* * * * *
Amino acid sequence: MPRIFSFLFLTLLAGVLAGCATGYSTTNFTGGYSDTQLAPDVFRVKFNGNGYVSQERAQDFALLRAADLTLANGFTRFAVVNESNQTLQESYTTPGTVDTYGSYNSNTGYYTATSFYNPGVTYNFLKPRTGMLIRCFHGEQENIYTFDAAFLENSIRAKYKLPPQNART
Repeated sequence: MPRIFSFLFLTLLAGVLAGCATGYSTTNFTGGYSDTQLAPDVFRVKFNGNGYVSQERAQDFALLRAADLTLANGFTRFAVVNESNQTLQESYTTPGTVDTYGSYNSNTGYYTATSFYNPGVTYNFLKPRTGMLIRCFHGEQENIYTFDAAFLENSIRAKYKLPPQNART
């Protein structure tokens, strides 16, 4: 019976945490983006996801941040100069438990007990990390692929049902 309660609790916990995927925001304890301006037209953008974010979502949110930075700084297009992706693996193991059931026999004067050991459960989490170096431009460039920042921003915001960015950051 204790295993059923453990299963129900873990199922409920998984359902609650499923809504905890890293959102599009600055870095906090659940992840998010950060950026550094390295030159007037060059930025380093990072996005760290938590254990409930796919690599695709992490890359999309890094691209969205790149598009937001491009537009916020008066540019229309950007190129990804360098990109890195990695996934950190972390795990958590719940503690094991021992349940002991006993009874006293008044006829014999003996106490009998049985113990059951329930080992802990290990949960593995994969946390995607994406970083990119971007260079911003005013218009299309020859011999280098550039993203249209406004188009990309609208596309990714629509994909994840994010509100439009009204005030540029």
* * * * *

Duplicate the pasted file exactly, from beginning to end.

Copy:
Amino acid sequence: MPRIFSFLFLTLLAGVLAGCATGYSTTNFTGGYSDTQLAPDVFRVKFNGNGYVSQERAQDFALLRAADLTLANGFTRFAVVNESNQTLQESYTTPGTVDTYGSYNSNTGYYTATSFYNPGVTYNFLKPRTGMLIRCFHGEQENIYTFDAAFLENSIRAKYKLPPQNART
Repeated sequence: MPRIFSFLFLTLLAGVLAGCATGYSTTNFTGGYSDTQLAPDVFRVKFNGNGYVSQERAQDFALLRAADLTLANGFTRFAVVNESNQTLQESYTTPGTVDTYGSYNSNTGYYTATSFYNPGVTYNFLKPRTGMLIRCFHGEQENIYTFDAAFLENSIRAKYKLPPQNART
């Protein structure tokens, strides 16, 4: 019976945490983006996801941040100069438990007990990390692929049902 309660609790916990995927925001304890301006037209953008974010979502949110930075700084297009992706693996193991059931026999004067050991459960989490170096431009460039920042921003915001960015950051 204790295993059923453990299963129900873990199922409920998984359902609650499923809504905890890293959102599009600055870095906090659940992840998010950060950026550094390295030159007037060059930025380093990072996005760290938590254990409930796919690599695709992490890359999309890094691209969205790149598009937001491009537009916020008066540019229309950007190129990804360098990109890195990695996934950190972390795990958590719940503690094991021992349940002991006993009874006293008044006829014999003996106490009998049985113990059951329930080992802990290990949960593995994969946390995607994406970083990119971007260079911003005013218009299309020859011999280098550039993203249209406004188009990309609208596309990714629509994909994840994010509100439009009204005030540029």